Discover the enchanting rhythms and complicated undercurrents of Cuban life on a Classic Journeys people-to-people cultural exchange

Cuba is hard for first-time visitors to fathom. But there is consensus that what they find will leave them spellbound. In fact, two decades after my first visit, I’m still scratching my head over a country where stones float and wood sinks.

Once, while traveling through the Valle de Viñales, I strolled into a vega—a tobacco field—where a sun-bronzed farmer welcomed me into his thatched bohío. “Why does your government not like us? They are too hard on us Cubans!” his wife scolded me before kissing my cheek and thrusting a bag of ripe tomatoes into my hand.

Cuba -farmerIt’s the same all over the island. Cubans you’ve met only moments before embrace you warmly, call you “amigo” and invite you into their homes. Rum and beer are passed around. Friends and neighbors arrive. Hands are extended. Cubans you do not know hug you warmly.

Devout Fidelistas fêting their Yankee neighbors as long-lost friends? Almost everything about Cuba is a paradox. Visitors on a people-to-people tour marvel at the cultural complexities and contradictions of this unlikely communist isle in the sun.

 

History comes alive

With all the hoopla about politics, it’s easy to overlook the sheer beauty of the place. The talcum beaches and bottle-green mountains and emerald Valle de Viñales, full of dramatic formations. The ancient cities, with their convents and castles and columned mansions evocative of the once-mighty power of Spain. And, not least, the “Yank tanks” of yesteryear-—Cadillacs, Chryslers and Chevys—on every block, conjuring the decadent decades of martinis and mafioso.

Ah, yes! The cars. After 50-odd visits to Cuba, I’m still enraptured every time I hop into a 1950s classic taxi and cruise to one of Havana’s spectacular new paladares—private restaurants—in mid-century luxury, generating a sense of “Twilight Zone” time travel echoing the city’s even more ancient mystique. That’s Cuba. Everything looks so nostalgic. Cities throughout the 780-mile-long island feel like they’ve sidestepped the currents of time. It’s hard to imagine that Florida is just 90 miles away.

Cuba- Car in Havana

Walking Havana’s streets, I feel like I’m living inside a romantic thriller. It’s intoxicating. Still laced with the sharp edges and sensuality that made Ernest Hemingway want “to stay here forever.” Every time I visit his former home, now the Museo Ernest Hemingway outside Havana, I imagine the well-tanned writer setting out, white mane beard haloed in tropical light, hoary chest showing beneath khaki shirt, on his way to town for a sugarless double daiquiri with his friends, most likely at El Floridita, the historic bar credited with inventing the drink.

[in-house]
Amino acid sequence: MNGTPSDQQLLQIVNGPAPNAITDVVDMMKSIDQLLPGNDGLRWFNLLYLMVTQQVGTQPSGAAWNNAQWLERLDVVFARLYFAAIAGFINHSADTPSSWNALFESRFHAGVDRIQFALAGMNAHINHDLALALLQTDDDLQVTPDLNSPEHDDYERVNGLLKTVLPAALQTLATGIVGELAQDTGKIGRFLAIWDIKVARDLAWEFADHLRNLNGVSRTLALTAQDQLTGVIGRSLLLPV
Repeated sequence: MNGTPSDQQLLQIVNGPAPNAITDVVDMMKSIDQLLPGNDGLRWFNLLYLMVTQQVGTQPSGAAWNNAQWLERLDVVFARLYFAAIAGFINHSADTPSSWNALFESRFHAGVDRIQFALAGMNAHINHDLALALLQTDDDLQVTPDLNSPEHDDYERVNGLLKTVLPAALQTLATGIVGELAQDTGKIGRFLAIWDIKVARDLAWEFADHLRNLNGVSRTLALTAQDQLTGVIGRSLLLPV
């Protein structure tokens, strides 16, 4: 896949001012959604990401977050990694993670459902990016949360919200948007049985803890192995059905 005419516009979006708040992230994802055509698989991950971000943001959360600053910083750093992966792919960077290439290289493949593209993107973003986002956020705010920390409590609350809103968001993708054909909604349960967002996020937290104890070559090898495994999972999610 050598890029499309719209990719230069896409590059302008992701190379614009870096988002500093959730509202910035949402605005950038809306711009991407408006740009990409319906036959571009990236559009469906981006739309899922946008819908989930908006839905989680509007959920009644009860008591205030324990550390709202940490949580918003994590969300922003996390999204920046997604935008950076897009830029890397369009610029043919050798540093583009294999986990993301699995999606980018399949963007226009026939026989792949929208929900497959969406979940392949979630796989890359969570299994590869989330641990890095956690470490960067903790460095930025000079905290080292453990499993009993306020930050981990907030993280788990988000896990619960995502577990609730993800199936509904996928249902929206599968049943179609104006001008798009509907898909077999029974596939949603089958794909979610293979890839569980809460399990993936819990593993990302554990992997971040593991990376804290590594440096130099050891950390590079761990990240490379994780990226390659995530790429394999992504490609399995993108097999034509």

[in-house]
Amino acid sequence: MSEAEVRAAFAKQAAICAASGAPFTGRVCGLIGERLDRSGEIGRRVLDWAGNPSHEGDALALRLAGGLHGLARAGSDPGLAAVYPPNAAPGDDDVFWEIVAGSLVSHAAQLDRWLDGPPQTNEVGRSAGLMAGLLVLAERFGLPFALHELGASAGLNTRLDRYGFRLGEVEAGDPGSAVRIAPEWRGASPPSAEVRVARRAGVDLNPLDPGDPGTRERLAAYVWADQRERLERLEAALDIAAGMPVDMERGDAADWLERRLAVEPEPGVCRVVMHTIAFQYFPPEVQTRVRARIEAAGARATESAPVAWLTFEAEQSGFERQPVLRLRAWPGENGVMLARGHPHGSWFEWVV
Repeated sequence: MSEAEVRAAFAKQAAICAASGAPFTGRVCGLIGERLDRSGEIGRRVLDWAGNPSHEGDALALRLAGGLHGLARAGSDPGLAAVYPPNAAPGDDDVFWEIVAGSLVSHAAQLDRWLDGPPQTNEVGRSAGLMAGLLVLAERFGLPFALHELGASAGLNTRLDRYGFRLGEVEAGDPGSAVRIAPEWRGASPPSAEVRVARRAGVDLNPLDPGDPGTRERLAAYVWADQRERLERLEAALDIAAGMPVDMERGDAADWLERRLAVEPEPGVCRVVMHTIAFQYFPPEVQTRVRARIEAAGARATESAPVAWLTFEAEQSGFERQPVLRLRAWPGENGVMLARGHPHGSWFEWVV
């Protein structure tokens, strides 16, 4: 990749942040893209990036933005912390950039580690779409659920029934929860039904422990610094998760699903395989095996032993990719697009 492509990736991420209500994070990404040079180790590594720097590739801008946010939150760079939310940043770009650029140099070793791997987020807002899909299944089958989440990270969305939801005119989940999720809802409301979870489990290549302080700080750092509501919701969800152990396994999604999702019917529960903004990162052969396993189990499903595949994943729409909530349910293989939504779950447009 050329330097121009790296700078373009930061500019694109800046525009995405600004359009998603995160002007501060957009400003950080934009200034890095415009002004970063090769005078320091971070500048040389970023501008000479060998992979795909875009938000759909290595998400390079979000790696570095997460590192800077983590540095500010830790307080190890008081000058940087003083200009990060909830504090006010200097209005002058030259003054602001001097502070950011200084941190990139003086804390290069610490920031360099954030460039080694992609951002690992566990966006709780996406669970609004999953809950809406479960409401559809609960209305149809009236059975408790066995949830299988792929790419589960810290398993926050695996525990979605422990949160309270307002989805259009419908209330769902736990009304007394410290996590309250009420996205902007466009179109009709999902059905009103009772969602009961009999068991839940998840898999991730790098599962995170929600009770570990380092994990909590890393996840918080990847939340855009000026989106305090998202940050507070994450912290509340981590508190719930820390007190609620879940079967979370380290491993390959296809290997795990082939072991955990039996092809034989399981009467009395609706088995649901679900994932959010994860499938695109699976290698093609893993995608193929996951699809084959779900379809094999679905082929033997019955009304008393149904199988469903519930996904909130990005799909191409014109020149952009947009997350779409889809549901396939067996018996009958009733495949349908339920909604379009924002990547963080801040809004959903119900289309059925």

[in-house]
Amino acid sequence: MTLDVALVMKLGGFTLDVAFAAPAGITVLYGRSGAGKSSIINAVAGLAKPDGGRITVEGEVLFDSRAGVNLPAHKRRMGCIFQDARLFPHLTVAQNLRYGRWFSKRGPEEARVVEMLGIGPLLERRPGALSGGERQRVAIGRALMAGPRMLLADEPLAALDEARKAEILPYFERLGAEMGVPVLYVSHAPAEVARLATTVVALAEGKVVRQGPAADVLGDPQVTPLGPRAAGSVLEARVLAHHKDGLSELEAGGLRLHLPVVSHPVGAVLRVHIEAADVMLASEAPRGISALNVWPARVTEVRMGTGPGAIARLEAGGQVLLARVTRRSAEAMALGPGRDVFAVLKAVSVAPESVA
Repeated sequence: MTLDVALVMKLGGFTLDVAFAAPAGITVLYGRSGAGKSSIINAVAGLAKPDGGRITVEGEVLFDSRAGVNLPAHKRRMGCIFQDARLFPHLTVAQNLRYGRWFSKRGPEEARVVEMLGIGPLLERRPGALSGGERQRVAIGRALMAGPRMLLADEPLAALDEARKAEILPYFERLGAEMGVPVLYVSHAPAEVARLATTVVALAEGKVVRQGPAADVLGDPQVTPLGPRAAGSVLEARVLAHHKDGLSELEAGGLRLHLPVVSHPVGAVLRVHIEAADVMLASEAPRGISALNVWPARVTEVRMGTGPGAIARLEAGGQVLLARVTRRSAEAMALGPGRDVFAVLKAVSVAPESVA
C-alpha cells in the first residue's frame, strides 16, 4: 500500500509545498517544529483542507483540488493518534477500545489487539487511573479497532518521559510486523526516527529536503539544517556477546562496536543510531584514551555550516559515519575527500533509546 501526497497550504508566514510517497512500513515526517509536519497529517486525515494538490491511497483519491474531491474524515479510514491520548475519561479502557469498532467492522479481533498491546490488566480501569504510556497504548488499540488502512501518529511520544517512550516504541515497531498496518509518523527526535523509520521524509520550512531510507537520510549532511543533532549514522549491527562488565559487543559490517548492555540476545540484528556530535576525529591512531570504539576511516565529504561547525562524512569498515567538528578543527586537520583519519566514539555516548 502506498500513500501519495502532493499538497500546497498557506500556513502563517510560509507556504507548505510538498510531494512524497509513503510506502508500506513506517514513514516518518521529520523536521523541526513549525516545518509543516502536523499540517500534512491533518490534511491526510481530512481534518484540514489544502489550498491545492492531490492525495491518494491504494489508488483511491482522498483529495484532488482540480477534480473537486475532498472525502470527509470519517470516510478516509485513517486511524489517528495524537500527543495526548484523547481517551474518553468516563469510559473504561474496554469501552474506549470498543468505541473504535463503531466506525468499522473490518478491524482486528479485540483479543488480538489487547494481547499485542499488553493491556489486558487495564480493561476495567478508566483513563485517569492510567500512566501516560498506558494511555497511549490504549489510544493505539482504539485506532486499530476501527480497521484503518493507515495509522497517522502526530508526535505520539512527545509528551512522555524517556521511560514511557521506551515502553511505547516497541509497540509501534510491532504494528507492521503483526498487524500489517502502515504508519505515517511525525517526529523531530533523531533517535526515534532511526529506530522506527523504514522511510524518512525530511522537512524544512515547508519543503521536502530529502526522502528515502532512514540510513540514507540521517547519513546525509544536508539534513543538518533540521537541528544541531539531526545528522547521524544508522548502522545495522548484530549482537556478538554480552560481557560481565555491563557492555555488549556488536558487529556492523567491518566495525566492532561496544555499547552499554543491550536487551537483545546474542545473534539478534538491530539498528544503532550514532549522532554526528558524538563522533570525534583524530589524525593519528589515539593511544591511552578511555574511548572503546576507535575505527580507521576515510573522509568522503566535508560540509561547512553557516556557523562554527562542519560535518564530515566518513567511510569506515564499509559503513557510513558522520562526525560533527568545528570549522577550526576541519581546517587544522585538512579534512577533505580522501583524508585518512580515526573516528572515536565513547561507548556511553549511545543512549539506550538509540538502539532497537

Like most Cuban cities, Havana—the sultry seductress of pre-revolutionary days—is corroded to the point of dilapidation. Once-glorious 19th- and 20th-century buildings—Beaux Art, Art Deco, Modernist—are crumbling to dust around the people who live there. It’s a setting that Hollywood can only dream of. And one made all the more remarkable by the Cuban instinct for gaiety amid material paucity and dishevelment.

At face value

After many trips to this complicated country, I learned to stop judging Cuba through a U.S. value system. Cubans find pleasure not in the pursuit of material wealth but in simple and joyful passions. They have to. After all, they’re paid a pittance in pesos, averaging the equivalent of just $20 monthly. You’re befuddled figuring out how they survive by resolviendo, overcoming challenges with ingenuity, resilience and spontaneity. Maybe we can put it down to the music, the pulsing undercurrent of Cuban life.

Arriving at Las Terrazas, an ecologically sustainable community about one hour west of Havana, I’m greeted by a quartet playing salsa hot enough to cook the pork. When I visit the local school, the kids break out in song. Well-dressed, well-fed and beaming, they exemplify the self-assured ease of this gentle and generous culture.

Cuban Kids

Classic Journeys’ seven-day educational itinerary is a magical mystery tour of such fascinating people-to-people encounters: A visit to the Virgen de Regla church to witness Afro-Cuban santería religious ceremonies. A get-together at a community art project guaranteed to turn into a let-your-hair-down street party, typical of a land where pleasures must be seized in the moment. And keen discussions on politics and agriculture with cigar rollers and with farmers using ox-drawn plows to comb the fertile soils into furrows.

Two decades since my first visit, Cuba still enchants me with its surreal combination of socialism and sensuality. It’s impossible to resist the country’s mysteries and contradictions. You can only succumb to its eccentric and enigmatic allure.

After all, where else can you smoke the world’s finest cigars fresh from the factory as you rumble down the highway in a chrome-spangled ’55 Cadillac to the rhythm of the rumba on the radio?

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Christopher P. Baker is an award-winning journalist who has written multiple books on Cuba, including Mi Moto Fidel: Motorcycling Through Castro’s Cuba, a two-time National Book Award winner. Baker also helped craft Classic Journeys’ people-to-people Cuba itinerary: http://www.classicjourneys.com/cuba